However, I thought you might be interested in this interview at Salon by Paul Rosenberg of a political scientist who called the results of the 2018 midterms on the nose. Her position is that we’re in the midst of a “political realignment” and that Trump’s defeat is very nearly a foregone conclusion:

The good news is that so long as Trump is in office, negative partisanship gives Democrats an edge, as electoral realignment continues. Rather than fearing Trump’s ability to repeat his 2016 upset, on July 1 of this year Bitecofer released her 2020 projection, which shows Democrats winning 278 electoral votes versus 197 for Trump, with several swing states too close to call. Bitecofer also isn’t worried about the Democrats losing their House majority. On Aug. 6, Bitecofer released a preliminary list of 18 House seats the Democrats could flip in 2020, nine of them in Texas. The most significant threats that concern Democrats are actually golden opportunities, according to her model.

In essence her position is that the 2018 midterms did not turn out as they did because voters who had voted for Trump in 2016 voted Democratic in 2018 but because the Democrats were better able to get their base out in 2018 than they had been in 2016.

I do not know who will win the 2020 presidential election. Like Dr. Bitecofer I think that turnout is important but unlike her I think it matters who the Democratic presidential candidate is for just that reason. I’m also uncertain I agree with her on just who the Democratic base is.

All that I have to add is that the political landscape is littered with the corpses of the political ambitions of people who underestimated Donald Trump. Historically, presidents have tended to be re-elected and whether the incumbent or not the winning candidate has been the candidate who painted the brightest picture of the American people and the country’s future. Maybe that’s changed. If Dr. Bitecofer is right, all the more reason to be more concerned about the Democrats than the Republicans.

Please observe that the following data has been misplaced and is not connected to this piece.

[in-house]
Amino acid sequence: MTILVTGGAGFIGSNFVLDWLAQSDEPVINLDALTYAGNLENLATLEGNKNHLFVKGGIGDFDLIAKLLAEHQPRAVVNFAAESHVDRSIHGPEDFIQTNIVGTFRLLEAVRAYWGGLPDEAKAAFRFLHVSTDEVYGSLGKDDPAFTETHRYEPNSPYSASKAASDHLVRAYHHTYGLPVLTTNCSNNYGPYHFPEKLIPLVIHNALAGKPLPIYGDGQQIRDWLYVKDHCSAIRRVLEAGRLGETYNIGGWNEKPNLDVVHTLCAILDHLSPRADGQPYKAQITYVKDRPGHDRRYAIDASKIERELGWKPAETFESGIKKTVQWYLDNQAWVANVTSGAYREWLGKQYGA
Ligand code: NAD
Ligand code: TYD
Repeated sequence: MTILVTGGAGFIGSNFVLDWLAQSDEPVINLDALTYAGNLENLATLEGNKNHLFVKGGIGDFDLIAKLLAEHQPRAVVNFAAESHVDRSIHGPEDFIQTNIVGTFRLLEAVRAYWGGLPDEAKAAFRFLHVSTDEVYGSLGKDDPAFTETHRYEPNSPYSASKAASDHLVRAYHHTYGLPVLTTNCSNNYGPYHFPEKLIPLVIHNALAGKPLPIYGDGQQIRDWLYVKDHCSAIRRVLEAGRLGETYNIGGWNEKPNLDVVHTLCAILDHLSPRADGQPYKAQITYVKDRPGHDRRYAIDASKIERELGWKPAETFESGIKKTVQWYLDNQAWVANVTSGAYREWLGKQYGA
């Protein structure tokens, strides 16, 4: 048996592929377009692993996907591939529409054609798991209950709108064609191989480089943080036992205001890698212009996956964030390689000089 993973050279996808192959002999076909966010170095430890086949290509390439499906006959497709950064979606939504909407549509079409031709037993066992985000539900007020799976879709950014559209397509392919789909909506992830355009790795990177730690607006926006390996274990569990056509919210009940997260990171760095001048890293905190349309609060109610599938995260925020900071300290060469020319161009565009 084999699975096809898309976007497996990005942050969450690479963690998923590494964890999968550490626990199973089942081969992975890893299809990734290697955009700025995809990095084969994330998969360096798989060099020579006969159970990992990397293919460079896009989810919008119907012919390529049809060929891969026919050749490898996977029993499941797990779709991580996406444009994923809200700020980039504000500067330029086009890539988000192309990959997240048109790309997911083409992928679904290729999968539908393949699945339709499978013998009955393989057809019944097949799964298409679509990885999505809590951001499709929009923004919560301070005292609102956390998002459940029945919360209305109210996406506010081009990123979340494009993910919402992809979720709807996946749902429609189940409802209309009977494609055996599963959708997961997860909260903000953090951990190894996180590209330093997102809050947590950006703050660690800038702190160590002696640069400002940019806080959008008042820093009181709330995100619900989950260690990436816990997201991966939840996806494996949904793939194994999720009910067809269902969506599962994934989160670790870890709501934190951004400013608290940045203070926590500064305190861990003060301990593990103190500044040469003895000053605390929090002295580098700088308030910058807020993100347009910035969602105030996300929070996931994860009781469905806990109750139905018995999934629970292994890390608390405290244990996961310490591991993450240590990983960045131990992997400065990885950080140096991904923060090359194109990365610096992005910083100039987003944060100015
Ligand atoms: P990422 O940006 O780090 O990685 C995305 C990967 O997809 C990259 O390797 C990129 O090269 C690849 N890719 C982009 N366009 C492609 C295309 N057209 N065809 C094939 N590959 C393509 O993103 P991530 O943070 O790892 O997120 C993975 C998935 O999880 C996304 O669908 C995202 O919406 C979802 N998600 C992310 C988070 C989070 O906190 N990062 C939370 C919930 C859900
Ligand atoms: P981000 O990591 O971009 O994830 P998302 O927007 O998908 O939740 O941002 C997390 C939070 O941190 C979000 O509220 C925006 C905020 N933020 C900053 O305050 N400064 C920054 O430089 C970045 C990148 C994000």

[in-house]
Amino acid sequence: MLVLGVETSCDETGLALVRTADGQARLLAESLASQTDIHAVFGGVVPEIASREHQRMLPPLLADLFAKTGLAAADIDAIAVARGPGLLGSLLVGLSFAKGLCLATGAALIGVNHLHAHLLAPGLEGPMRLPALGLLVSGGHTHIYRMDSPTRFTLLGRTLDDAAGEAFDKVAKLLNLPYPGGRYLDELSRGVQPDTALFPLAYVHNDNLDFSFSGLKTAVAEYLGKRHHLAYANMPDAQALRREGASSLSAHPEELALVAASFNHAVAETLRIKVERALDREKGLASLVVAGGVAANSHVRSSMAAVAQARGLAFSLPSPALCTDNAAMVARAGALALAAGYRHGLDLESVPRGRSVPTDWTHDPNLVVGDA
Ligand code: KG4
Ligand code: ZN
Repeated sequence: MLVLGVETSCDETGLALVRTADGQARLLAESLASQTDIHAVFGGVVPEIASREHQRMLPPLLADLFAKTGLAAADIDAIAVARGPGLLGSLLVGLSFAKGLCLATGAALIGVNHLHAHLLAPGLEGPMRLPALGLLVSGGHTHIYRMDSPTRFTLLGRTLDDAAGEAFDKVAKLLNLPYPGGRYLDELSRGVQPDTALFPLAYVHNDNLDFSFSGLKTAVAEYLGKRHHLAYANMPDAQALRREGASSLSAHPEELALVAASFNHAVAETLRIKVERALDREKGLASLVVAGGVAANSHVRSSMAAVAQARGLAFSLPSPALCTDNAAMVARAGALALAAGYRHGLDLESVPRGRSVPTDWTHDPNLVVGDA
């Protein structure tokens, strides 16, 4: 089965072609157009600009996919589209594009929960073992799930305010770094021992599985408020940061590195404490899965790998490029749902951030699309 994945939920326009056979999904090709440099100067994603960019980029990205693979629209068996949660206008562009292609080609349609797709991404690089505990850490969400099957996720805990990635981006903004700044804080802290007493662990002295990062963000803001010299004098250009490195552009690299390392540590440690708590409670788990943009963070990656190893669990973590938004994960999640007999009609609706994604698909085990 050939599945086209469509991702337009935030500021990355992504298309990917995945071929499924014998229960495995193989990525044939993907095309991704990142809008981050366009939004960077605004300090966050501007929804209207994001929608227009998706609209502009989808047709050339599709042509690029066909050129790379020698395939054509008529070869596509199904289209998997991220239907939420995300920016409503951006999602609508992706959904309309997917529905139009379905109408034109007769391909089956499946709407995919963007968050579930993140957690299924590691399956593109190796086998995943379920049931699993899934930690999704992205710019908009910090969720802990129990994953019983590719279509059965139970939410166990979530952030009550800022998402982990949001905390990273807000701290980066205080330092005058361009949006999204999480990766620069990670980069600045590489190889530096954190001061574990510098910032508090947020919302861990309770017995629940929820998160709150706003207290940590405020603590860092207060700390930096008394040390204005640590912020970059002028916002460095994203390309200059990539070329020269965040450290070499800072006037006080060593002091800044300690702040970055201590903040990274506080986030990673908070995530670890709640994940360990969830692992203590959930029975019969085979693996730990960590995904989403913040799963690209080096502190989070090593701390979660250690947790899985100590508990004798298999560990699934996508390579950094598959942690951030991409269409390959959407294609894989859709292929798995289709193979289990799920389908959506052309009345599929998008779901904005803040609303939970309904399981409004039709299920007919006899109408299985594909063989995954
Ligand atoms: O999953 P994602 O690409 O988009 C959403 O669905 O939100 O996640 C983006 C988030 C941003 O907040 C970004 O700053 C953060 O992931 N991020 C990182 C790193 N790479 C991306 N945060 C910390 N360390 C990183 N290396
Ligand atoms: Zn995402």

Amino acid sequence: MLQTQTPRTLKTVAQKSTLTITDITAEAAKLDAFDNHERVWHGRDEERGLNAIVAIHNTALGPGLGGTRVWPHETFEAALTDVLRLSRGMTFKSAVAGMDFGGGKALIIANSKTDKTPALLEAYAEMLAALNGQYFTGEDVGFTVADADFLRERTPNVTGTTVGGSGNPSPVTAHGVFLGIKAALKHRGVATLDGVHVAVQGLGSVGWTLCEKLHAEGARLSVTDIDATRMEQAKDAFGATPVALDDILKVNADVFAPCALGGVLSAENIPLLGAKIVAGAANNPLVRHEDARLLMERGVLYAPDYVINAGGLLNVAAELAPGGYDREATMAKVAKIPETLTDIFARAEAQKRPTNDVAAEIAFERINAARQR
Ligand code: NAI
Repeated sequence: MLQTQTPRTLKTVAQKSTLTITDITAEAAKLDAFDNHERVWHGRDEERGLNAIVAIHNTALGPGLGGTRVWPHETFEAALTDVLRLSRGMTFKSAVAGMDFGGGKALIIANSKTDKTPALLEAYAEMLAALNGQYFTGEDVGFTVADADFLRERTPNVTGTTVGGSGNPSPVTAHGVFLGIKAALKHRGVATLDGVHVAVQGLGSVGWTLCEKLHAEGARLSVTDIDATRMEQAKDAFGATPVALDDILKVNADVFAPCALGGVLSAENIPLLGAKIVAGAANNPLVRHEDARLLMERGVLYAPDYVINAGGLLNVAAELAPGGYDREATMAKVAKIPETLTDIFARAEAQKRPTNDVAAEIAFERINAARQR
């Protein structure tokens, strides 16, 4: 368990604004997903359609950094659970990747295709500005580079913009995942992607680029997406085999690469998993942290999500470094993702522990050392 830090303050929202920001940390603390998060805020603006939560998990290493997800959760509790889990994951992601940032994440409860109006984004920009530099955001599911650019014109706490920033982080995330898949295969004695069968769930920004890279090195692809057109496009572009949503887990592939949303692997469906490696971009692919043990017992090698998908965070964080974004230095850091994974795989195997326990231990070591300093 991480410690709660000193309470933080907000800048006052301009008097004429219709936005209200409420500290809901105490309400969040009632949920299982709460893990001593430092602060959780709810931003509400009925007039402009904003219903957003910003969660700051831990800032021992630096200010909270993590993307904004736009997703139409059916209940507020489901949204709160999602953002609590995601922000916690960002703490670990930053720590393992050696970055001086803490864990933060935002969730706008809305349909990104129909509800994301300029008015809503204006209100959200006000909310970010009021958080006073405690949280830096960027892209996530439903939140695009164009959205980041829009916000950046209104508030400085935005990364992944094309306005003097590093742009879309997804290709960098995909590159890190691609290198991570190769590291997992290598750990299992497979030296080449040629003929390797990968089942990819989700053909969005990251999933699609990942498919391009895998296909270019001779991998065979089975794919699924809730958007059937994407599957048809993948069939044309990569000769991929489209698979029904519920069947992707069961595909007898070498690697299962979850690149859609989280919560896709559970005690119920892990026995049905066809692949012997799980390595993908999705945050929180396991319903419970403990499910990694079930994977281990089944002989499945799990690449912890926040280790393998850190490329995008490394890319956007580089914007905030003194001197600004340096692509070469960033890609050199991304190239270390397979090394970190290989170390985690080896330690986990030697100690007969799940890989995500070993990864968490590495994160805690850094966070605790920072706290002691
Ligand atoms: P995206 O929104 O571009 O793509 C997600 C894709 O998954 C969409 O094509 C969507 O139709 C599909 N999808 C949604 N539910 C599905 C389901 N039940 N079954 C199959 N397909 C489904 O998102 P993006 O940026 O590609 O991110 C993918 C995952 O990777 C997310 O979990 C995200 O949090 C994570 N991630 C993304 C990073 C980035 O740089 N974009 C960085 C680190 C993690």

Gammon’s Law Applied to Health Care

The graph above, linked from Fiscal Times but from Uwe Reinhardt’s last book, illustrates the steep growth in administrators in health care over the last 25 years. It is an illustration of the working of Gammon’s Law AKA the Theory of Bureaucratic Displacement. As stated by Max Gammon

In a bureaucratic system, an increase in expenditure will be matched by a fall in production. Such systems act rather like “black holes” in the economic universe, simultaneously sucking in resources and shrinking in terms of “emitted production”.

The only point I’m making with this is that bringing health care spending more into line with “emitted production”, however measured, is the sine qua non of health care reform. No reform, whether “market-based”, whatever that may mean in a health care context, or single-payer or Medicare for All or any other reform, can control health care spending without reducing the bureaucratization of medicine.

I have a question attendant to that chart, however. Obviously, something happened in the early 1990s that impelled that growth in the number of administrators. What was it?

As a side note education has precisely the same problem.


Bolsheviks, Left and Right

I don’t have much to contribute to the conversation going on at Outside the Beltway, first from James Joyner, then from Stephen Taylor. I can’t help but think that it’s mostly breastbeating about the Trumpification of the Republican Party, a subject in which I have little interest.